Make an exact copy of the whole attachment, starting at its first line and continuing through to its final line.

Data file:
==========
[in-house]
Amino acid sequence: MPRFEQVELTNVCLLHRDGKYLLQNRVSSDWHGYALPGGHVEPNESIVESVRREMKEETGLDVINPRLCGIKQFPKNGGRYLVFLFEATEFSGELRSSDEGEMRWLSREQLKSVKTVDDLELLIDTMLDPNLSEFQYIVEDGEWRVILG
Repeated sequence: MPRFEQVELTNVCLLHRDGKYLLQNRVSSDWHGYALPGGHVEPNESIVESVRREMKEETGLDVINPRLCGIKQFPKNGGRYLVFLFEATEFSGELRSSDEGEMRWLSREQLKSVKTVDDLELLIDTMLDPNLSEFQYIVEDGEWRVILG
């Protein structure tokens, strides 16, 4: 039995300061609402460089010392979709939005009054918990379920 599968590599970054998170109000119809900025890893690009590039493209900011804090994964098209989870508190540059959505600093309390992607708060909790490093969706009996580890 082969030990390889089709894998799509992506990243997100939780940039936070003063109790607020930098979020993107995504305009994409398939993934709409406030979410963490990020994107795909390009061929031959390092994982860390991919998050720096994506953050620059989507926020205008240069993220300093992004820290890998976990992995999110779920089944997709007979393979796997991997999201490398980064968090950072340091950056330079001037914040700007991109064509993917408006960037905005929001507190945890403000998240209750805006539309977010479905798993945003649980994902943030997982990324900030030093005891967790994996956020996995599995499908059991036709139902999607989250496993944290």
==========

[in-house]
Amino acid sequence: MPRFEQVELTNVCLLHRDGKYLLQNRVSSDWHGYALPGGHVEPNESIVESVRREMKEETGLDVINPRLCGIKQFPKNGGRYLVFLFEATEFSGELRSSDEGEMRWLSREQLKSVKTVDDLELLIDTMLDPNLSEFQYIVEDGEWRVILG
Repeated sequence: MPRFEQVELTNVCLLHRDGKYLLQNRVSSDWHGYALPGGHVEPNESIVESVRREMKEETGLDVINPRLCGIKQFPKNGGRYLVFLFEATEFSGELRSSDEGEMRWLSREQLKSVKTVDDLELLIDTMLDPNLSEFQYIVEDGEWRVILG
């Protein structure tokens, strides 16, 4: 039995300061609402460089010392979709939005009054918990379920 599968590599970054998170109000119809900025890893690009590039493209900011804090994964098209989870508190540059959505600093309390992607708060909790490093969706009996580890 082969030990390889089709894998799509992506990243997100939780940039936070003063109790607020930098979020993107995504305009994409398939993934709409406030979410963490990020994107795909390009061929031959390092994982860390991919998050720096994506953050620059989507926020205008240069993220300093992004820290890998976990992995999110779920089944997709007979393979796997991997999201490398980064968090950072340091950056330079001037914040700007991109064509993917408006960037905005929001507190945890403000998240209750805006539309977010479905798993945003649980994902943030997982990324900030030093005891967790994996956020996995599995499908059991036709139902999607989250496993944290």